Recent TSGI projects include the design, engineering and construction oversight of a new 500 passenger, 70 car diesel electric ferry for the Texas Department of Transportation (TxDOT), functional design and production engineering of sixteen Subchapter D/O 30k BBL barges, design and engineering of a 6,600HP triple z-drive towboat for SCF Marine, and marine surveying services to towboat operators to help bring their towboats into Subchapter M compliance.

Discussion:

Marine transportation is exceptionally efficient. When comparing inland barge transportation to trucks and rail, the differences are stark. One train operator runs a wonderful advertisement that notes that trains are four times more fuel efficient than trucks . However, they fail to mention that barge transportation is even more efficient. The advert speaks in terms of ton miles, noting that one ton of freight is moved 471 miles on one gallon of fuel by trains. However, a report for the U.S. Maritime Administration and the National Waterways Foundation notes that inland towboats and barges move one ton of freight 576 miles on one gallon of fuel. Both modes primarily use medium speed diesel engines as prime movers, so the comparison is quite valid.

Historically, vessels have been either fast or efficient. The two attributes often oppose one another. In this paper, we will focus on efficiency, not speed. There are many things vessel owners do operationally to increase efficiency, such as slow steaming, coating the hull with slick bottom paint, and keeping the hull clean. Additionally, there are many aspects of a vessel’s mechanical design that can improve efficiency such as the use of diesel electric and / or battery technologies. When hunting for efficiency, these other avenues are ripe with opportunity, especially as the U.S. fleet wrestles with the implementation of Tier IV compliant engines. This paper will focus three things that naval architects can do to improve efficiency: hull design, power generation, and power delivery.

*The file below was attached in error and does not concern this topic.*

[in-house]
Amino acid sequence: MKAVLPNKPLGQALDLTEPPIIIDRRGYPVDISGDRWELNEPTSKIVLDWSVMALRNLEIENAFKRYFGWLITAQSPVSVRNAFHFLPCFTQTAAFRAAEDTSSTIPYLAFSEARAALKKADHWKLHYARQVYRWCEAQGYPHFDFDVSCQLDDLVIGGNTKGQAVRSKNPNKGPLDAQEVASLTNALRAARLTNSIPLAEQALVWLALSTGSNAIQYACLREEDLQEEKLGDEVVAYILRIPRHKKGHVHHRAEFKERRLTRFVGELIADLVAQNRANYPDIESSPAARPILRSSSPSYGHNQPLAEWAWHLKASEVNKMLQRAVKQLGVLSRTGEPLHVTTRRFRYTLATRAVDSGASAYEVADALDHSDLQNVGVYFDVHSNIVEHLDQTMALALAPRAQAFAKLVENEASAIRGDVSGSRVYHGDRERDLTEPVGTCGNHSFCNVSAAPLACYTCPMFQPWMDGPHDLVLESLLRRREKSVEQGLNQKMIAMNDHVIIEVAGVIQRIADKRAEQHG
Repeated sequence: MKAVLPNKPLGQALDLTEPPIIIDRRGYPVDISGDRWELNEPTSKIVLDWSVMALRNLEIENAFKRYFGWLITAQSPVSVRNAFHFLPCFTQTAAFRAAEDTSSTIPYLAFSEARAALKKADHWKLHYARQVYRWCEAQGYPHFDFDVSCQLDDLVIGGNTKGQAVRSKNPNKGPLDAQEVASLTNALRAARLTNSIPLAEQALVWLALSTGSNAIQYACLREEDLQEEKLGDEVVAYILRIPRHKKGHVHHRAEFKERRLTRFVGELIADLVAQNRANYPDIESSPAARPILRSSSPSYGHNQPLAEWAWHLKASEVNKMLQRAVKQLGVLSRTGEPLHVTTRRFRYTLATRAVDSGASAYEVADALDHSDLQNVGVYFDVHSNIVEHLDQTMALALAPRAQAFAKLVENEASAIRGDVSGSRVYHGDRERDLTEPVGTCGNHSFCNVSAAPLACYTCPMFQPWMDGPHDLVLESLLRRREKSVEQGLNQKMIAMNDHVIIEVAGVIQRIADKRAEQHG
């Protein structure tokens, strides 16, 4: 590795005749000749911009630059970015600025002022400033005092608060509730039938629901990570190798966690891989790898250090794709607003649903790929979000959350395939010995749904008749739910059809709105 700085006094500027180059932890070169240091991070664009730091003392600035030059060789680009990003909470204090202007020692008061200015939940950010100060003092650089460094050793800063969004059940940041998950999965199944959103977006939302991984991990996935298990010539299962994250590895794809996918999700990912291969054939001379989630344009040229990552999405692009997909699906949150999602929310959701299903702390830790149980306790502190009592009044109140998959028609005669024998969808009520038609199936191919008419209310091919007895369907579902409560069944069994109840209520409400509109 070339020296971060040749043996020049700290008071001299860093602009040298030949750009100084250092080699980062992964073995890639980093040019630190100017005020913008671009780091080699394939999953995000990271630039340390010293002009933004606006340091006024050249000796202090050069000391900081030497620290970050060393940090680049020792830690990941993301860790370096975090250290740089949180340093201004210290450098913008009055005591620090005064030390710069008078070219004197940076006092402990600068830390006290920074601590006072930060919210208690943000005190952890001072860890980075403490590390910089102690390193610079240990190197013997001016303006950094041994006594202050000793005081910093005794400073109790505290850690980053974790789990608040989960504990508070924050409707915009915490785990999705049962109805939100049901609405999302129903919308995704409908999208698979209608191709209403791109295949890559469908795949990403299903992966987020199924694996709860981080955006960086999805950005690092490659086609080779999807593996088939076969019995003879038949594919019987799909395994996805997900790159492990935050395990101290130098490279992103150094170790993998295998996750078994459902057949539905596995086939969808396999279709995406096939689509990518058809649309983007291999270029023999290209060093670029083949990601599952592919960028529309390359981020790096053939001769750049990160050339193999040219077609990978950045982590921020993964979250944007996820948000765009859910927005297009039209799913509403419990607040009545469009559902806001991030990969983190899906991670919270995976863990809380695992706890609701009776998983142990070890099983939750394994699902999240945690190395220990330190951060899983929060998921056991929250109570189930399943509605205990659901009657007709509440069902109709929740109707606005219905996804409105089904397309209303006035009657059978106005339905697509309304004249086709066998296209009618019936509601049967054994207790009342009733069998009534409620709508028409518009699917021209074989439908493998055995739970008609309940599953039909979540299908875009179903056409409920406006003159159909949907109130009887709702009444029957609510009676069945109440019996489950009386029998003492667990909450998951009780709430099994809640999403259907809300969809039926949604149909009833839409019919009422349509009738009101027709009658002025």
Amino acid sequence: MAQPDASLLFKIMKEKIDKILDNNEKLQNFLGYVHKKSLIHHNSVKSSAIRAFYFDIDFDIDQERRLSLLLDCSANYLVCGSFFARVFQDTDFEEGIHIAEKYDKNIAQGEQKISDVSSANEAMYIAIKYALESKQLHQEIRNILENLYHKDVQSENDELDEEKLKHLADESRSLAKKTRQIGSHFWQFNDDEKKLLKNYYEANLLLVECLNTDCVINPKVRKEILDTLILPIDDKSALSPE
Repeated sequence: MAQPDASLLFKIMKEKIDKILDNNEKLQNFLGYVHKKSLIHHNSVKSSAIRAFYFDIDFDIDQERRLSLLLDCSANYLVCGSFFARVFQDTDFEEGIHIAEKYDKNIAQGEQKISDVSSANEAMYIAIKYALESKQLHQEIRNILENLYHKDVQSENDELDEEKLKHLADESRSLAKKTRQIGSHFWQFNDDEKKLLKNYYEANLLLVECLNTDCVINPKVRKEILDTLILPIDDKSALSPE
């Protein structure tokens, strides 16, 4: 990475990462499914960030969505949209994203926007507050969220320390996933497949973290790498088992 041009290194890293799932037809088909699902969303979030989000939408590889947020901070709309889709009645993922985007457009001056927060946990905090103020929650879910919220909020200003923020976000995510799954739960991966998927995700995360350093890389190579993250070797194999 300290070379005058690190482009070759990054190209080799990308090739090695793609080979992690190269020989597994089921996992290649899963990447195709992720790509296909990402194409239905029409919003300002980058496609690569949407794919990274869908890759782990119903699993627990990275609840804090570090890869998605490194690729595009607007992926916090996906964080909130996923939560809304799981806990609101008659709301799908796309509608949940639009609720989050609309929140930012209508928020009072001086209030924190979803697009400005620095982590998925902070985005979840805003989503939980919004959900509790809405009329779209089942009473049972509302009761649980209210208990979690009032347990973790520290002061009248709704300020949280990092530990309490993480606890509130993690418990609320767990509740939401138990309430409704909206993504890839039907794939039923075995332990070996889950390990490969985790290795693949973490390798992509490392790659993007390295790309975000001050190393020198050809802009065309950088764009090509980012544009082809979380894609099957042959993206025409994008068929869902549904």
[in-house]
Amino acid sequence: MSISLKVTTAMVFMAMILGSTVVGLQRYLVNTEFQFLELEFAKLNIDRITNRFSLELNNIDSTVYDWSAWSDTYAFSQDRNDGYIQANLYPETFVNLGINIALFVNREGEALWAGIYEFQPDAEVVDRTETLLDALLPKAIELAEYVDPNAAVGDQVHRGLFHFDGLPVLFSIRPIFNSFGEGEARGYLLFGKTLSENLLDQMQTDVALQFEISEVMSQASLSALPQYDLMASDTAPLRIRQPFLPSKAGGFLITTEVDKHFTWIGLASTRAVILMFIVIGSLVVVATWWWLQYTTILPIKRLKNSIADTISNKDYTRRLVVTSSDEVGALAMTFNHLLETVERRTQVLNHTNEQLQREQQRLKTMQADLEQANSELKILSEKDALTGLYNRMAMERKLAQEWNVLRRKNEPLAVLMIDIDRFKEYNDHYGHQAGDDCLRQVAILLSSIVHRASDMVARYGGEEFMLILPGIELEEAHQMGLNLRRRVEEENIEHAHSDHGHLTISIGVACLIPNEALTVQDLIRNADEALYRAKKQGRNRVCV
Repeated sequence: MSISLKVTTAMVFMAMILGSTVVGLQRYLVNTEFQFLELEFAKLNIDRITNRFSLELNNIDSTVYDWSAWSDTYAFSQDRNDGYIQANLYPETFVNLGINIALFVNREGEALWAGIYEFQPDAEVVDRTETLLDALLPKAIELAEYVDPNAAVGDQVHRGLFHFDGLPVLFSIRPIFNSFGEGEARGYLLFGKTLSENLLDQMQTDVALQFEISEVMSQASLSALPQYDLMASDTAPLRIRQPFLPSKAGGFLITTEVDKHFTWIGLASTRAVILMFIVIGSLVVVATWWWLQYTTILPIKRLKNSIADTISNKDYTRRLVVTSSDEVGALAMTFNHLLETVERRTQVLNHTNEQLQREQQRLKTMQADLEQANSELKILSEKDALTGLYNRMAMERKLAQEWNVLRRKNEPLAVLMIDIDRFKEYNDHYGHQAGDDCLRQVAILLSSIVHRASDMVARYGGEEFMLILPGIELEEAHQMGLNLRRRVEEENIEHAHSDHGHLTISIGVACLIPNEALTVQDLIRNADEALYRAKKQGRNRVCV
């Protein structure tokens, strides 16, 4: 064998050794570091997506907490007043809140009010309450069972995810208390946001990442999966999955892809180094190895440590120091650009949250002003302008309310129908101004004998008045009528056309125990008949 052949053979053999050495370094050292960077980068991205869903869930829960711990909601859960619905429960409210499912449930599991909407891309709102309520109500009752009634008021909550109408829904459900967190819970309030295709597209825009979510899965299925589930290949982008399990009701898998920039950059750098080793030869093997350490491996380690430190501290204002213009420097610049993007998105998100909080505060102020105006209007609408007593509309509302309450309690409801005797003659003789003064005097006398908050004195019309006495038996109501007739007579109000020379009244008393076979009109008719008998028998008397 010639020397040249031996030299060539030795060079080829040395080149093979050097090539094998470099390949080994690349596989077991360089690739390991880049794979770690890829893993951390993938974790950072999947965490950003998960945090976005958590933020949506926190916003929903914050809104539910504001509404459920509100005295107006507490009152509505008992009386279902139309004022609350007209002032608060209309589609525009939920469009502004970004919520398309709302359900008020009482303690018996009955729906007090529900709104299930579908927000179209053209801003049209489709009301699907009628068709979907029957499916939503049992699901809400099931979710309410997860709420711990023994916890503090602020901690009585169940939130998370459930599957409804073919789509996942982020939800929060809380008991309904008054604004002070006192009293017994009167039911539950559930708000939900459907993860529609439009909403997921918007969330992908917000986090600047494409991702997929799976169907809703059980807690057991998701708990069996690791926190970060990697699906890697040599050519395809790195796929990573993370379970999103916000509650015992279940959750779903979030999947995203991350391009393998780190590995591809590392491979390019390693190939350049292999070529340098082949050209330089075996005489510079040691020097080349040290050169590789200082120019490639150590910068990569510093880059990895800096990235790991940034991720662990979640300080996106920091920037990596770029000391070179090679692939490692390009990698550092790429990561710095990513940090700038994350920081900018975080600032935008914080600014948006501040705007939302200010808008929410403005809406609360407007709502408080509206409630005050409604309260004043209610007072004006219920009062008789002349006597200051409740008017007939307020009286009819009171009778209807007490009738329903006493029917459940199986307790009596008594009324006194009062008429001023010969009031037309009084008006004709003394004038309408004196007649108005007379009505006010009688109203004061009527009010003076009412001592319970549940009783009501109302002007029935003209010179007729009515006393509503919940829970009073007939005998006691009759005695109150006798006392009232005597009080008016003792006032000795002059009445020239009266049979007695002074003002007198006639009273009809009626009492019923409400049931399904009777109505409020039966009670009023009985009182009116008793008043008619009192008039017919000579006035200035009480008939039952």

Hull Design

Naval architects have been working to reduce the resistance of vessels (thereby increasing the efficiency) for centuries. A simple truth about marine transportation that is well understood is the efficiency of scale. Marine vessels can generally move more cargo at the same speed with less power per ton of cargo as they grow in size. Furthermore, the lighter the part of the ship that is NOT cargo (i.e. the lightship weight of the vessel), the more tons of cargo the ship can move at a given speed for a given horsepower. Therefore, lighter vessel structure and minimal use of ballast both contribute to the efficiency of a vessel.

These first two concepts are simple and easy to understand. A large light vessel is more efficient than a small heavy ship. However, there are other aspects of hull design that are harder to understand. For instance, a longer, finer vessel will produce less wave making (and eddy) resistance, but will likely have more wetted surface which adds to the vessel’s frictional resistance. We will look at two specific methods of testing and analysis that can be used to quantify the resistance of a vessel. We will first investigate the use of model testing in towing tanks, and then the application of Computational Fluid Dynamics (CFD) which can be used to test hull models virtually (i.e. on a computer).

Tow Tank Testing

Tow tank testing is accomplished by using a ship model basin to perform hydrodynamic tests to refine the design of a vessel to improve its performance. The world’s first facility to perform this type of testing was a shipbuilding company called William Denny and Brothers in Dumbarton, Scotland in 1883. Modern towing tanks vary in size with one of the longest being the 2,968 ft long high-speed basin at The David Taylor Model Basin at the Carderock division of the Naval Surface Warfare Center. Generally, a carriage runs on two rails on either side of the basin and is equipped with computers that are able to control the speed, propeller thrust, torque, etc. to run resistance and propulsion tests to determine how much power the vessel will need to achieve the desired speed.

Computational Fluid Dynamics